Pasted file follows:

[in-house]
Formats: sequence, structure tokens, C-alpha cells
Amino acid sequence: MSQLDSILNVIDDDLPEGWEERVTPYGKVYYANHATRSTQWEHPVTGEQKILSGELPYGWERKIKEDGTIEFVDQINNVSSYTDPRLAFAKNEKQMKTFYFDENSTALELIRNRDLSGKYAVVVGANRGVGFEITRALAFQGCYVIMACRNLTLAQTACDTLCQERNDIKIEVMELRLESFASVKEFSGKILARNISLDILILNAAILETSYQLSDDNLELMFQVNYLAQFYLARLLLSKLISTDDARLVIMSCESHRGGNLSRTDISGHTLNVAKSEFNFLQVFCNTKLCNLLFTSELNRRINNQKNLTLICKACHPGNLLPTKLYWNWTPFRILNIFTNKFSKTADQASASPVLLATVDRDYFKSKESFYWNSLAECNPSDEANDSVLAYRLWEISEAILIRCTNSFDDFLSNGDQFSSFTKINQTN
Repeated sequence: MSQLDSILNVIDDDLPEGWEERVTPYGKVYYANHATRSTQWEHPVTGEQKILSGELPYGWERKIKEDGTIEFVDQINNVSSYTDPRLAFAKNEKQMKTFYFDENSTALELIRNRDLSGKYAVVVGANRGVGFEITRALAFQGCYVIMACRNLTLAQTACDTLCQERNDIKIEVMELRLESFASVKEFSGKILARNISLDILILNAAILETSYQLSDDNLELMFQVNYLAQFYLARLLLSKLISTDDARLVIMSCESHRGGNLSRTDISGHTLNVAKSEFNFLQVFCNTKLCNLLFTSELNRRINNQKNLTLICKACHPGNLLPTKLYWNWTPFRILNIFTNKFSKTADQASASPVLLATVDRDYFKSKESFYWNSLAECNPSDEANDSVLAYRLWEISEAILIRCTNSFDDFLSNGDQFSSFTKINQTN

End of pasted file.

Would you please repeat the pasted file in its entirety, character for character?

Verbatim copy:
[in-house]
Formats: sequence, structure tokens, C-alpha cells
Amino acid sequence: MSQLDSILNVIDDDLPEGWEERVTPYGKVYYANHATRSTQWEHPVTGEQKILSGELPYGWERKIKEDGTIEFVDQINNVSSYTDPRLAFAKNEKQMKTFYFDENSTALELIRNRDLSGKYAVVVGANRGVGFEITRALAFQGCYVIMACRNLTLAQTACDTLCQERNDIKIEVMELRLESFASVKEFSGKILARNISLDILILNAAILETSYQLSDDNLELMFQVNYLAQFYLARLLLSKLISTDDARLVIMSCESHRGGNLSRTDISGHTLNVAKSEFNFLQVFCNTKLCNLLFTSELNRRINNQKNLTLICKACHPGNLLPTKLYWNWTPFRILNIFTNKFSKTADQASASPVLLATVDRDYFKSKESFYWNSLAECNPSDEANDSVLAYRLWEISEAILIRCTNSFDDFLSNGDQFSSFTKINQTN
Repeated sequence: MSQLDSILNVIDDDLPEGWEERVTPYGKVYYANHATRSTQWEHPVTGEQKILSGELPYGWERKIKEDGTIEFVDQINNVSSYTDPRLAFAKNEKQMKTFYFDENSTALELIRNRDLSGKYAVVVGANRGVGFEITRALAFQGCYVIMACRNLTLAQTACDTLCQERNDIKIEVMELRLESFASVKEFSGKILARNISLDILILNAAILETSYQLSDDNLELMFQVNYLAQFYLARLLLSKLISTDDARLVIMSCESHRGGNLSRTDISGHTLNVAKSEFNFLQVFCNTKLCNLLFTSELNRRINNQKNLTLICKACHPGNLLPTKLYWNWTPFRILNIFTNKFSKTADQASASPVLLATVDRDYFKSKESFYWNSLAECNPSDEANDSVLAYRLWEISEAILIRCTNSFDDFLSNGDQFSSFTKINQTN